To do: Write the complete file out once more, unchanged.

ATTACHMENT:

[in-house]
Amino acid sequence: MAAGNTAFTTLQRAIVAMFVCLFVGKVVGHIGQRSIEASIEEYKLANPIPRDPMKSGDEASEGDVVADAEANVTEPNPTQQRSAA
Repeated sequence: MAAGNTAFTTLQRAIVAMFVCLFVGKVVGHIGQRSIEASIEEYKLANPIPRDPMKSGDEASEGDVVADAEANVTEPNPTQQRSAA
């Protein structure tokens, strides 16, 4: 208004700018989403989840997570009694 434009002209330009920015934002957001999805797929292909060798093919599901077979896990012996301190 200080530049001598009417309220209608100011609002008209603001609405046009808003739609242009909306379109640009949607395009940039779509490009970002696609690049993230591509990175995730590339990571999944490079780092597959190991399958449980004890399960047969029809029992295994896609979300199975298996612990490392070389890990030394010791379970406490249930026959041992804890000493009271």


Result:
[in-house]
Amino acid sequence: MAAGNTAFTTLQRAIVAMFVCLFVGKVVGHIGQRSIEASIEEYKLANPIPRDPMKSGDEASEGDVVADAEANVTEPNPTQQRSAA
Repeated sequence: MAAGNTAFTTLQRAIVAMFVCLFVGKVVGHIGQRSIEASIEEYKLANPIPRDPMKSGDEASEGDVVADAEANVTEPNPTQQRSAA
């Protein structure tokens, strides 16, 4: 208004700018989403989840997570009694 434009002209330009920015934002957001999805797929292909060798093919599901077979896990012996301190 200080530049001598009417309220209608100011609002008209603001609405046009808003739609242009909306379109640009949607395009940039779509490009970002696609690049993230591509990175995730590339990571999944490079780092597959190991399958449980004890399960047969029809029992295994896609979300199975298996612990490392070389890990030394010791379970406490249930026959041992804890000493009271």